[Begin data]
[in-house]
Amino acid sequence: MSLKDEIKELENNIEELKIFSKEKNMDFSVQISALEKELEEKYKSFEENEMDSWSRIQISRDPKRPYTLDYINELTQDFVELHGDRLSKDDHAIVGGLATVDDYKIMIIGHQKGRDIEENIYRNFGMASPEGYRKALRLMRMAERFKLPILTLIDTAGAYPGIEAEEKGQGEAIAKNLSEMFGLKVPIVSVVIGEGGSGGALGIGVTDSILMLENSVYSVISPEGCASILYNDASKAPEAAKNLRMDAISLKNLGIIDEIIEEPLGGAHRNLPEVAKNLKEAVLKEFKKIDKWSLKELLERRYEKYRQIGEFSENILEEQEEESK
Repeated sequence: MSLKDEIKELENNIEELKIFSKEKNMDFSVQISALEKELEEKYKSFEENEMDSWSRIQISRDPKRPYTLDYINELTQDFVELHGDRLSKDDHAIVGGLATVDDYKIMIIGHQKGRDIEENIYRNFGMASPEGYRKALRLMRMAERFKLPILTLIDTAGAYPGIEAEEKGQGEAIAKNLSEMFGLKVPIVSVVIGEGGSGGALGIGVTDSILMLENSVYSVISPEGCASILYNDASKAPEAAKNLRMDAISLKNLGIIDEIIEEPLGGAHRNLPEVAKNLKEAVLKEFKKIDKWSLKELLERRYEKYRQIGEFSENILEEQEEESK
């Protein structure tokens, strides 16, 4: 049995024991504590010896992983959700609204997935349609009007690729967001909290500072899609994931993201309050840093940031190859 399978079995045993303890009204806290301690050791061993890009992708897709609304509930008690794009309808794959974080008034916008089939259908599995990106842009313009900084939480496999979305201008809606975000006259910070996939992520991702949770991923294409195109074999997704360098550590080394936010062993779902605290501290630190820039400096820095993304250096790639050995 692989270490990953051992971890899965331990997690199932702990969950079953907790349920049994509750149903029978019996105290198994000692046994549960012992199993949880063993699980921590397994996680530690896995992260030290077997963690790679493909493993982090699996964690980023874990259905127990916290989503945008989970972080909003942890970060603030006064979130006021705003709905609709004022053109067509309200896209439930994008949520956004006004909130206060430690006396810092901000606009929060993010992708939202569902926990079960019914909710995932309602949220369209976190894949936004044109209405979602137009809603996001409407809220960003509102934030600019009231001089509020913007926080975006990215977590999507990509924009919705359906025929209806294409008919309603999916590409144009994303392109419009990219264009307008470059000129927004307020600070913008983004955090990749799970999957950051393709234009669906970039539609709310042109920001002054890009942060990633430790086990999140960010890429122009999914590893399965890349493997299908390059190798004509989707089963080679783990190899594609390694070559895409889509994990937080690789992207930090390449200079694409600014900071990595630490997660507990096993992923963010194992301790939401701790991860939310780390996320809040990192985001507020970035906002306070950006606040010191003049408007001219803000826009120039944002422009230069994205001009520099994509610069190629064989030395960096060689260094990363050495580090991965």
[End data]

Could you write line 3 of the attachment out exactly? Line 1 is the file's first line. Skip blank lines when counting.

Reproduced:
Repeated sequence: MSLKDEIKELENNIEELKIFSKEKNMDFSVQISALEKELEEKYKSFEENEMDSWSRIQISRDPKRPYTLDYINELTQDFVELHGDRLSKDDHAIVGGLATVDDYKIMIIGHQKGRDIEENIYRNFGMASPEGYRKALRLMRMAERFKLPILTLIDTAGAYPGIEAEEKGQGEAIAKNLSEMFGLKVPIVSVVIGEGGSGGALGIGVTDSILMLENSVYSVISPEGCASILYNDASKAPEAAKNLRMDAISLKNLGIIDEIIEEPLGGAHRNLPEVAKNLKEAVLKEFKKIDKWSLKELLERRYEKYRQIGEFSENILEEQEEESK